Multifactorial nature of human immunodeficiency virus disease: implications for therapy

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Science  12 Nov 1993:
Vol. 262, Issue 5136, pp. 1011-1018
DOI: 10.1126/science.8235617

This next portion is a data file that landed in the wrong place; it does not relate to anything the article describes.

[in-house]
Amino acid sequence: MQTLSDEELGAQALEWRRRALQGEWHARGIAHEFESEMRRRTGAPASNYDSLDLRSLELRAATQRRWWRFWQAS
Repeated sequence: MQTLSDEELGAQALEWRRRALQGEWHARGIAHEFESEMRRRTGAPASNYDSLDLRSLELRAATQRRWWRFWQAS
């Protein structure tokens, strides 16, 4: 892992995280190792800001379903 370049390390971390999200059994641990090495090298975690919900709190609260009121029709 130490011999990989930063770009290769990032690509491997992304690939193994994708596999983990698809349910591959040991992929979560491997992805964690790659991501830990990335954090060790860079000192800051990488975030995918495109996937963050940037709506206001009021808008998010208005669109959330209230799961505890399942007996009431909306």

The immunopathogenic mechanisms underlying human immunodeficiency virus (HIV) disease are extremely complex; the disease process is multifactorial with multiple overlapping phases. Viral burden is substantial and viral replication occurs throughout the entire course of HIV infection. Inappropriate immune activation and elevated secretion of certain cytokines compound the pathogenic process. Profound immunosuppression ultimately occurs together with a disruption of the microenvironment of the immune system, which is probably unable to regenerate spontaneously. Thus, therapeutic strategies in HIV disease must not be unidimensional, but rather must be linked to the complex pathogenic components of the disease and must address where feasible each of the recognized pathogenic processes for the possibility of therapeutic intervention.

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